The good folk at GaveKal have written an excellent article about the above "Fisher" equation. This classical economic equation says that the money supplied times the velocity of that money must equal the quantity of goods times the price of those goods. All current yak, yak, yak we hear about inflation is coming from people who believe or who want to believe that Big Ben's move to boost the money supply will result in a sharp increase in the price of goods. These folk try to make the formula read, an increase in M = an increase in P. At the same time, the "poor" union folk, who have a firm hold on a number of members of congress, try to make the PQ increase by holding Q down while increase P; this is typically done by restricting where the Q can originate. Of course, all the citizens of the world are better off if they are free to buy goods from the low cost producer, no matter the location or nationality of the producer, but, as we expect, the unions try to "win" an extra slice of PQ for their members. In the same way, unionized businesses with contract negotiations pending, may be pleased to see a slow down in the product of PQ because a slow economy may help them keep their input costs low and thus increase their slice.

The formula has two inputs and two outputs and the emphasis on what the government can do to help our "free economy" achieve the most has changed over the years. In a press conference last week, President Bush stated that he is a "supply side president". Supply side economist believe that one of the best ways to keep the price of goods affordable is to make plenty of goods available. In other words, while Milton Friedman was absolutely correct that inflation is the monetary phenomenon of too much money chasing too few goods, one solution to inflation is to not change the amount of money but to change the quantity of goods. In the past, when inflation got out of control, the medicine of cutting the money supply was often bitter medicine. Had the goods available been increased, for example though free trade, the inflation problem could have been solved without causing the suffering inherent in an economic recession.

Of course, the FOMC does not control policy and can only work with the tools it has available. The good news for all consumers is that the union strangle hold reached a clearing price the day that Ronald Reagan fired the air traffic controllers. The unions have continued the fight but on balance workers have had to accept wages that are more and more in line with the value of the work done. Low and behold, GM workers just accepted this concept. GM workers will earn a contracted rate plus a bonus that is commensurate with the profits of the company. Such a plan is so powerful and right. It is absolutely a fair thing for workers to benefit if their productivity goes up and if they align their interest with the interest of the company.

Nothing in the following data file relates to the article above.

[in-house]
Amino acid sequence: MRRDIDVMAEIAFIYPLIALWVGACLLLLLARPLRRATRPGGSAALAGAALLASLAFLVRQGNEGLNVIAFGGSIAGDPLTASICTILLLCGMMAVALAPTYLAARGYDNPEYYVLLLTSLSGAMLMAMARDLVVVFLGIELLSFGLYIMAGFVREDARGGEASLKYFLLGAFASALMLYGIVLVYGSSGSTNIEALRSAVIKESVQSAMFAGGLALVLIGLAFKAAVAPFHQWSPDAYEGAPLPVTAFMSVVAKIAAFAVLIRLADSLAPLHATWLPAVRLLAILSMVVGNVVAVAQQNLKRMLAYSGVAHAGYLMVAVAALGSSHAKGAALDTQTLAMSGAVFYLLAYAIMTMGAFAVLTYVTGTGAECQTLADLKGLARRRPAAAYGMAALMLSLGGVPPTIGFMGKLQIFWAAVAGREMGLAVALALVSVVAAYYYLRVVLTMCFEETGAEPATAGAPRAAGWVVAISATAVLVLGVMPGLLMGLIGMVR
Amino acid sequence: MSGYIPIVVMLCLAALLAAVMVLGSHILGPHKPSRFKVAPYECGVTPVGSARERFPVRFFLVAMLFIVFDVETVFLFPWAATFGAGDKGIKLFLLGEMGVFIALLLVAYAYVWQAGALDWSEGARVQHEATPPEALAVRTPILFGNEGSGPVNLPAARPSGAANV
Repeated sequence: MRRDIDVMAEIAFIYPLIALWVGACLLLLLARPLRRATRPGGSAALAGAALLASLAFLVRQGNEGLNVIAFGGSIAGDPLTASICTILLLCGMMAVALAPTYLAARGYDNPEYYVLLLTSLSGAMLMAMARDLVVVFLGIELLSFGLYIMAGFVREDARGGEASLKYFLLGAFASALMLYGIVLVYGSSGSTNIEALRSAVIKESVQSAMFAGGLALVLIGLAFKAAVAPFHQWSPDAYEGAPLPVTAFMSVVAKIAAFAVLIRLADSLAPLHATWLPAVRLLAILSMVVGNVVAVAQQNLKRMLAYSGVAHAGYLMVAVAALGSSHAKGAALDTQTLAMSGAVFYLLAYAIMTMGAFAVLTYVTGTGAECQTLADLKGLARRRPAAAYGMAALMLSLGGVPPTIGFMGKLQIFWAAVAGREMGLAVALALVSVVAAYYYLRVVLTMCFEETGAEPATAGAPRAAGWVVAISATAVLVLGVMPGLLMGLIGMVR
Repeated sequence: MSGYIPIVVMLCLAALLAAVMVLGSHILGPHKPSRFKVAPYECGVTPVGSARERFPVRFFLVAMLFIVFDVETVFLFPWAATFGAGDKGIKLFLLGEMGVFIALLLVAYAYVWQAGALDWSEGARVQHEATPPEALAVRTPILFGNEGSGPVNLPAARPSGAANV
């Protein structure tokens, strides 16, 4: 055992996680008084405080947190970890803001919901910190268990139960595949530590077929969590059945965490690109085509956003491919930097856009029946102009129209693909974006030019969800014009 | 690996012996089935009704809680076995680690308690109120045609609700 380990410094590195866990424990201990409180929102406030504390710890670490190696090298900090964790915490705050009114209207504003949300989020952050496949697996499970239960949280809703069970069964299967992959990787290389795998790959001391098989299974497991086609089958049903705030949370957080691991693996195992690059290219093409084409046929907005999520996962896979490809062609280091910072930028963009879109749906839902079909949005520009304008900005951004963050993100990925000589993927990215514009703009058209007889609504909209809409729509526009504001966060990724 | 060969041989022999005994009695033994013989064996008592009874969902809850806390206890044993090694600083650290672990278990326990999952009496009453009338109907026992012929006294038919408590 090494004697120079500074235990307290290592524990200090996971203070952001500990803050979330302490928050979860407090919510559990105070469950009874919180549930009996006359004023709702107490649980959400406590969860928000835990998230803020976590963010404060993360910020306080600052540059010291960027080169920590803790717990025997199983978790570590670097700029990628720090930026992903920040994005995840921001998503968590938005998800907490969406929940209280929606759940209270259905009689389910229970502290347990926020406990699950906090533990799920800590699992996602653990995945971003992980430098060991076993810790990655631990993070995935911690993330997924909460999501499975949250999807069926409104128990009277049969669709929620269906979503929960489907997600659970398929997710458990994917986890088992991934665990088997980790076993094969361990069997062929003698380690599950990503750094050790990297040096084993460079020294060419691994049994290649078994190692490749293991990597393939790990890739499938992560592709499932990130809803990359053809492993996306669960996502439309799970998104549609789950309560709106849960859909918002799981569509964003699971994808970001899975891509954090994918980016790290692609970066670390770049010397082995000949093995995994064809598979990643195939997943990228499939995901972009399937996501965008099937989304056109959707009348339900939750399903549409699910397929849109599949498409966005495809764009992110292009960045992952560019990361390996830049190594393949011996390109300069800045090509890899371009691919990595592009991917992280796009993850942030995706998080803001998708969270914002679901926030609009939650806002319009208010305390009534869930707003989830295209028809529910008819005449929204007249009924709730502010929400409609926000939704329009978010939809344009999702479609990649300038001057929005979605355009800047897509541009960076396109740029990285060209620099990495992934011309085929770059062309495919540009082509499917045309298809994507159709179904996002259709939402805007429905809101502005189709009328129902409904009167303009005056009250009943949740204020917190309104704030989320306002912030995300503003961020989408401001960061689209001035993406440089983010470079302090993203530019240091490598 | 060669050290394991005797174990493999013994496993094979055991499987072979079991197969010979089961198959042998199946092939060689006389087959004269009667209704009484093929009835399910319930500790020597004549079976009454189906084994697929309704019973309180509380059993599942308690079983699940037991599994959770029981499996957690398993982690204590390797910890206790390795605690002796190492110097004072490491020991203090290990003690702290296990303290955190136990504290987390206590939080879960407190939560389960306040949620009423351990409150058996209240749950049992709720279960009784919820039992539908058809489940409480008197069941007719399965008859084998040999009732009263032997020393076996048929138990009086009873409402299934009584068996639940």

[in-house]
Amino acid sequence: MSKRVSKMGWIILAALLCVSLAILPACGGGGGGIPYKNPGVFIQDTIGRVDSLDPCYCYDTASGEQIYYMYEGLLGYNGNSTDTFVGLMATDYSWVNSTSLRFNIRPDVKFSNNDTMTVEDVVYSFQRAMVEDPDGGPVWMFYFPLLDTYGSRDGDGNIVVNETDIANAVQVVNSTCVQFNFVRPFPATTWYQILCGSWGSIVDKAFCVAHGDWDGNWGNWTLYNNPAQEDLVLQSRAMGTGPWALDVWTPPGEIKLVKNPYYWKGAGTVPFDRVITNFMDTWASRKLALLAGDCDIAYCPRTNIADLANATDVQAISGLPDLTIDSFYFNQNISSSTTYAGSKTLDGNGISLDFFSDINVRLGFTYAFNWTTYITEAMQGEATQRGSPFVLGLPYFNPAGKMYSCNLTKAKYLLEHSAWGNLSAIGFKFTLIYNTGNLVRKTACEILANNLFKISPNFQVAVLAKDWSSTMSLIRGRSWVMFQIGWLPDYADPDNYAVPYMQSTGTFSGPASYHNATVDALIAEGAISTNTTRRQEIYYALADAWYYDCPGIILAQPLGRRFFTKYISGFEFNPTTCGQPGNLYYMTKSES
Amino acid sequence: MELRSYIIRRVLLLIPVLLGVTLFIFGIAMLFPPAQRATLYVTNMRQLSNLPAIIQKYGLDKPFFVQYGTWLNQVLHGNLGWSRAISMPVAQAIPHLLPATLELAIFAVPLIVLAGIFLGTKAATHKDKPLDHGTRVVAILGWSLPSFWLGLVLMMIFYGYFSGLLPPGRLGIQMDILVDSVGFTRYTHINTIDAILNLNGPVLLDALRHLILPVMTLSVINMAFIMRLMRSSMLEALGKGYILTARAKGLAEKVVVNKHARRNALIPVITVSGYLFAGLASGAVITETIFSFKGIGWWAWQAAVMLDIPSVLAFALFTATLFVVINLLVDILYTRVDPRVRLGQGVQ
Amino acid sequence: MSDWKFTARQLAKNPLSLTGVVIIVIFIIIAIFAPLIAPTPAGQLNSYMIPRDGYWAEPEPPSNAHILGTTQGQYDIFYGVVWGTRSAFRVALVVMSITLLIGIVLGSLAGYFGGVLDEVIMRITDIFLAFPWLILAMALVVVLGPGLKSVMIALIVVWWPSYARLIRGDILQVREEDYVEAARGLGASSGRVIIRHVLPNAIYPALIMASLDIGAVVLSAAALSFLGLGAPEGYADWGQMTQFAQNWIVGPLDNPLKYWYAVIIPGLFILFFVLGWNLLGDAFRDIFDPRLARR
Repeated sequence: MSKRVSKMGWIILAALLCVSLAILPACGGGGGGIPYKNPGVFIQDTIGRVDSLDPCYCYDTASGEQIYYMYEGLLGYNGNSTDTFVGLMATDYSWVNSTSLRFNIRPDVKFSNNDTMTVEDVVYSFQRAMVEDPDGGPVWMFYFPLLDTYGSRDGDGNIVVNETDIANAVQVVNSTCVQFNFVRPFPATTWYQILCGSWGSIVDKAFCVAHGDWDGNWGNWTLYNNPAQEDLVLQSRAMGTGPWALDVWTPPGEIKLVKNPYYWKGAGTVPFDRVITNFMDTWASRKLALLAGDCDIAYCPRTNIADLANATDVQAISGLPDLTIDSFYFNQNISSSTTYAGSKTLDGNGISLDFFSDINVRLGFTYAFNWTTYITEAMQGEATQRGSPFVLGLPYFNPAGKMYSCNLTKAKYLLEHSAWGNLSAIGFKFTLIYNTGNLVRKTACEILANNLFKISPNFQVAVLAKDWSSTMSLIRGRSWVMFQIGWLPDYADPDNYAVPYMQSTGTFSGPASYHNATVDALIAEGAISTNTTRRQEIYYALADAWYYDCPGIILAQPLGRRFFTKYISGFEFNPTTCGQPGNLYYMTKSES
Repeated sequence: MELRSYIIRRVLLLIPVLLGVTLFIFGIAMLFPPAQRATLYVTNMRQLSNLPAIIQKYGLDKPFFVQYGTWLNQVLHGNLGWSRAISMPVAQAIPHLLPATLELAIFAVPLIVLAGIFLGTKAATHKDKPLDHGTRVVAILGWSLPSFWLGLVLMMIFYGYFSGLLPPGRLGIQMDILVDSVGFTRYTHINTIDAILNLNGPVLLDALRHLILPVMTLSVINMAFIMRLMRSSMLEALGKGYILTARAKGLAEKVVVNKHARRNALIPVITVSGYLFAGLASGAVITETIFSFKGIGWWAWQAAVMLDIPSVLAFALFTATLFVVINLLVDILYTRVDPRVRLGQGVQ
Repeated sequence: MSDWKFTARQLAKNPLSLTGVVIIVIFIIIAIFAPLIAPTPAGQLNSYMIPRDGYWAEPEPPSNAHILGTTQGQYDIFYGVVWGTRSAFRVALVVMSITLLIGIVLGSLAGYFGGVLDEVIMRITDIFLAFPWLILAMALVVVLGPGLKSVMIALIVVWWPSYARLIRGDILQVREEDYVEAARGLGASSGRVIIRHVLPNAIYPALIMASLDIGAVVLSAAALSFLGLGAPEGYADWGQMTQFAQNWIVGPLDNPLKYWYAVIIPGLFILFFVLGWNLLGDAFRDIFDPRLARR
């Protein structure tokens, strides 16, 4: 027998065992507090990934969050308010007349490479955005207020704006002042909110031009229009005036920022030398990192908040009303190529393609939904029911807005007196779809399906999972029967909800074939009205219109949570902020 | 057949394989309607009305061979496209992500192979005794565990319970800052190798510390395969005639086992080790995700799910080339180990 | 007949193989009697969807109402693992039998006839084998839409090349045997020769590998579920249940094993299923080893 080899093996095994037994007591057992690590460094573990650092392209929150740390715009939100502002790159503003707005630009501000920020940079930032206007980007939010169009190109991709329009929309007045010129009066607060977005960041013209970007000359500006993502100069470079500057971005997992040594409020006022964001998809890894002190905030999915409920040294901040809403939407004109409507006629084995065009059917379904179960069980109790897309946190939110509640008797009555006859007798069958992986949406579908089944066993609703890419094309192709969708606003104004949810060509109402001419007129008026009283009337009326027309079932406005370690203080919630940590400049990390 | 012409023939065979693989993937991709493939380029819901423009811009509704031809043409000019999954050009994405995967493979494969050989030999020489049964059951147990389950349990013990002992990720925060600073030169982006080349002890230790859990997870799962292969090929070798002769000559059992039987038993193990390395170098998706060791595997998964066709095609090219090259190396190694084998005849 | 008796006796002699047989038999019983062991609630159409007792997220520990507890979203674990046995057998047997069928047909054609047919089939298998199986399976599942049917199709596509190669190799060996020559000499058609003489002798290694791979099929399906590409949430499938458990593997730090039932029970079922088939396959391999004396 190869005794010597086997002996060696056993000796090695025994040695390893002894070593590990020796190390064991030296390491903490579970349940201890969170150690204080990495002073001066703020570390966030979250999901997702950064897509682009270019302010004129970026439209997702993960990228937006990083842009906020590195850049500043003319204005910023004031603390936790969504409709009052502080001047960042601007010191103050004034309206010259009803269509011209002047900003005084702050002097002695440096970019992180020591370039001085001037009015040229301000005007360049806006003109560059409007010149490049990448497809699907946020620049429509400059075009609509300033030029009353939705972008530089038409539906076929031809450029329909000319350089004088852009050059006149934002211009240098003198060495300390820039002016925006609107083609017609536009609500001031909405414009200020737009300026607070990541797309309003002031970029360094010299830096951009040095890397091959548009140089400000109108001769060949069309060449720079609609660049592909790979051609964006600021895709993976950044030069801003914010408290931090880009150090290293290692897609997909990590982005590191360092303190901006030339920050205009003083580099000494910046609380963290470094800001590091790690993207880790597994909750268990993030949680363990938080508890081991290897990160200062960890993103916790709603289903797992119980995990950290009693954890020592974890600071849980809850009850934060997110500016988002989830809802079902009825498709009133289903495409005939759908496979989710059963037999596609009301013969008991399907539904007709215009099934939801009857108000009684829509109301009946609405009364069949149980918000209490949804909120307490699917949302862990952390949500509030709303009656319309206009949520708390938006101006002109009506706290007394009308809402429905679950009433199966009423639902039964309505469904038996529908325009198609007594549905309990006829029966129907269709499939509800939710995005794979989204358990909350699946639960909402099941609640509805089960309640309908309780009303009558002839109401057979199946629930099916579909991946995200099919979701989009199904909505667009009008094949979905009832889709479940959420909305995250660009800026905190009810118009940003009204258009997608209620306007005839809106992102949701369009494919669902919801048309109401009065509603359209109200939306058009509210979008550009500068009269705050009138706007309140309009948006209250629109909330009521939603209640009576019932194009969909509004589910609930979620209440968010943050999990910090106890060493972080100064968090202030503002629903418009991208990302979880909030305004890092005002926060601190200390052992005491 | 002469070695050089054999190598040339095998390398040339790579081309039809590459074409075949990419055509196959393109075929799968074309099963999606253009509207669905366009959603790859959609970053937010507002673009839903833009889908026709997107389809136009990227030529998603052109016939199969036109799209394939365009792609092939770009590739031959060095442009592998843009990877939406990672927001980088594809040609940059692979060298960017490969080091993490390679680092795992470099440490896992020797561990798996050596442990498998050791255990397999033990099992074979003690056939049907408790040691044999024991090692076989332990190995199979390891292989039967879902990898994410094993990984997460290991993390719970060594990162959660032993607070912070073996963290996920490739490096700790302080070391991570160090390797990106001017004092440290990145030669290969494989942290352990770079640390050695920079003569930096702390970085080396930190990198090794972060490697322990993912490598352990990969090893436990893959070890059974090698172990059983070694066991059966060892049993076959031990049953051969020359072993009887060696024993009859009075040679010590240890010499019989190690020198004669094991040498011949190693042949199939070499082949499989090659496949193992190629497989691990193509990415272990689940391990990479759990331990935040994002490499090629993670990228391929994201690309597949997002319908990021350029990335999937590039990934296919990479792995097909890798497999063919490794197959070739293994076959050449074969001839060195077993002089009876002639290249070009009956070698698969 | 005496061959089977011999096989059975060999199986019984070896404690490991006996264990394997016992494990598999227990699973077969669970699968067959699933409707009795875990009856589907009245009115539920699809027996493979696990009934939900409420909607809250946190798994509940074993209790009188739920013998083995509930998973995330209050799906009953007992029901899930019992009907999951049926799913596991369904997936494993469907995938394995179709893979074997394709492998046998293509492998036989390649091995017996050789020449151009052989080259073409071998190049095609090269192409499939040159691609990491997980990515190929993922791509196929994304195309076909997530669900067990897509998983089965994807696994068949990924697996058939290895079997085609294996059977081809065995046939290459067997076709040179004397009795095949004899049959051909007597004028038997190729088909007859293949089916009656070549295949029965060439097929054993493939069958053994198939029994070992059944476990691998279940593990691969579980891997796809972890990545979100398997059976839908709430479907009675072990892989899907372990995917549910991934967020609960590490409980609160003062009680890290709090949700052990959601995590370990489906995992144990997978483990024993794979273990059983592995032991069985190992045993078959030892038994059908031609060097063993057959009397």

The AMR contract is not up until May of 2008 but the company has proposed a similar plan. The pilots will get a raise by agreeing to fly more than 19 hours per week. Bonus money will be paid when appropriate.

"Sticky wages" have been "the big economic problem" for centuries. In the old days, when the sales of a company slowed, the only viable option was to lay off or fire workers. Laws designed to help workers, such as over time pay, resulted in the hiring of too many people in the good times and the firing of lots of people in the tough times. Schumpter helped us understand that we should not want or expect to go to work for one company and stay there all our lives. The old union plan that "locked" an employee into a job for life was viewed as a wonderful benefit but it often proved to be a curse. I personally am thankful to have worked in several different industries and to have done scores of different jobs during my life.

The point of the above discussion is that the system has changed. Today the formula MV = PQ is a much more dynamic formula than in the past and at the same time the product of PQ is much more stable than ever before. This is great news. Who wants live during times of uncertainty? Who wants to live in constant fear of an economic downturn? Who wants to fear losing their jobs?